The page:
Inbound tourism has improved recently, with fresh growth in the number of visitors. If this continues, the retail sector should be set to stabilise further.
In the light of the recent developments and granting no severe external shocks, the Financial Secretary forecasts GDP growth of 2-3% in 2017.
The introduction of the Special Stamp Duty and Buyer's Stamp Duty, together with the earlier increase in Ad Valorem Stamp Duty, has achieved significant results in combating short-term speculation, curbing external demand and reducing investment demand. The government expects that the supply of residential flats will increase substantially in the next few years.
Forecast of headline inflation rate for 2017: 1.8 % with an underlying inflation rate at 2%.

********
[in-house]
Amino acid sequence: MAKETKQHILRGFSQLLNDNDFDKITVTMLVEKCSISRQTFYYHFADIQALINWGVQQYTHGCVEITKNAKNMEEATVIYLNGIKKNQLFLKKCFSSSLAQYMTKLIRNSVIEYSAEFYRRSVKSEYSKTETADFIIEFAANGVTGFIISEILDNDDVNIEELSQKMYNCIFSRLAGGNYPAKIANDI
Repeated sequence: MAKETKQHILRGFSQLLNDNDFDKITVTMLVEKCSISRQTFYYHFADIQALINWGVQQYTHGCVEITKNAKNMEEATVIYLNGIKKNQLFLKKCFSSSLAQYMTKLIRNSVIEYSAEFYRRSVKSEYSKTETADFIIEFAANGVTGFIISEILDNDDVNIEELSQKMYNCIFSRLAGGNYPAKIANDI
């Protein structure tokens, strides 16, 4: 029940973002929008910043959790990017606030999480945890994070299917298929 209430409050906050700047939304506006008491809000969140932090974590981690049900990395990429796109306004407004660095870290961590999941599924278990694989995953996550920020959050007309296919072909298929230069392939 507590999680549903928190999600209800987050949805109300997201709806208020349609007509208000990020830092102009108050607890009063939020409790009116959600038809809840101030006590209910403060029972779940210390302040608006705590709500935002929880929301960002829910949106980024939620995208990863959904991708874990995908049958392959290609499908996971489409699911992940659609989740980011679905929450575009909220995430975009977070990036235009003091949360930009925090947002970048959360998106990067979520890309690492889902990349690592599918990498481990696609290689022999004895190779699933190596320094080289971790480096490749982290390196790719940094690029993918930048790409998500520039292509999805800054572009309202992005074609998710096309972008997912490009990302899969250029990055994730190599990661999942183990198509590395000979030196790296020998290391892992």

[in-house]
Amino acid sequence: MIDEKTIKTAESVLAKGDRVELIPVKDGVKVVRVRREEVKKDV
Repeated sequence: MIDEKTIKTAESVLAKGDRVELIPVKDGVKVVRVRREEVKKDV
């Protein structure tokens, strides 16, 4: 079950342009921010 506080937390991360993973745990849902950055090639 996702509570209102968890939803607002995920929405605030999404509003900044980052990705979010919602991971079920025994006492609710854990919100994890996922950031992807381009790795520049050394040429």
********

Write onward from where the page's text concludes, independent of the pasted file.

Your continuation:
Public Finance: Objectives and Approach
GDP per capita has reached US$44,000, overtaking Japan and many advanced economies in Europe.
Achievements are also attributable to the unique advantage of "one country, two systems", the fair and corruption-free system, rule of law, and the open and efficient market that we have.
The Government's annual expenditure on capital works projects has increased significantly from $62.4 billion in 2012-13 to $86.8 billion in 2017-18, allowing the construction industry to contribute 4.7% to GDP.
Establishment of the Innovation and Technology Bureau in November 2015 allocated over $18 billion so far to enhance the I&T ecosystem.
Recurrent expenditure on social welfare has increased by 71% in five years, from $42.8 billion in 2012-13 to $73.3 billion in 2017-18. Over the period, poverty figures have edged downward.
The Government will enhance the Old Age Living Allowance (OALA) through two measures. a higher monthly allowance of $3,435 will be provided for eligible elderly persons with more financial needs and the existing asset limits will be relaxed to benefit more elderly persons.